While the tulip-breaking virus causes lovely variegated colouring, it also weakens the tulip bulb, eventually leading to the death of its genetic line.

So how is it that we can still enjoy variegated tulips today? Why haven’t they all died out?

Fortunately, botanists centuries ago learned to graft healthy tulip bulbs onto the diseased or “broken” ones, preserving their lineage. Today, we can enjoy countless cultivars in a dizzying array of colours and patterns.

Doesn’t this remind you of what God does for us?

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Hark! The Herald Angels Sing

Image courtesy of Hippopx CCO 1.0: Public Domain

What’s your favourite Christmas carol?

“Jingle Bells” seems to be at the top of many lists of the top Yuletide songs. It’s catchy, kids love it, and it puts people in a cheery mood.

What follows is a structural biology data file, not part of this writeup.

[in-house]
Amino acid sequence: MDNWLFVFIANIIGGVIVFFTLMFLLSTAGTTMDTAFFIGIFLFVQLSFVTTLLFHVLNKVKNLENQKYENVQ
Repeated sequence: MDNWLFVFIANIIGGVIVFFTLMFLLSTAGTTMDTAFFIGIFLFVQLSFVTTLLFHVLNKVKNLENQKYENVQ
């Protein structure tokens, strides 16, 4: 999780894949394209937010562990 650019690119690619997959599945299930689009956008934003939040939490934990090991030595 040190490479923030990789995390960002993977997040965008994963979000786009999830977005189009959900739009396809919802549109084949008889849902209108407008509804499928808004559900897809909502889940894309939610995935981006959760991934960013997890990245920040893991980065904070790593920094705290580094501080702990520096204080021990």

Or perhaps you’re more partial to “Silent Night”? I don’t blame you—it’s a beautiful classic.

The honour of the best-selling Christmas single would have to go to Bing Crosby’s “White Christmas.” And with good reason—how can you not love this song?

(I’m hoping that your favourite Christmas number isn’t “Grandma Got Run Over By A Reindeer.” If it is, I’m not sure we can be friends.)

As for me, my favourite carol is “Hark The Herald Angels Sing,” with lyrics by Charles Wesley and a rousing melody by Felix Mendelssohn.

This hymn is not only enjoyable to sing, it’s also richly loaded with Biblical truths. It starts out this way:

“Hark! The herald angels sing:
‘Glory to the new-born king
Peace on earth and mercy mild
God and sinners reconciled.’ “

The angels are celebrating the inauguration of a new Kingdom featuring world-wide peace and the reconciliation of humanity to its creator.

But wait a minute: aren’t the angels jumping the gun in this account?

God and sinners wouldn’t be reconciled until decades later in Jesus’ life, at the Cross.

And since Jesus was born the world hasn’t had a year without war somewhere or other. Where is the peace the carol describes?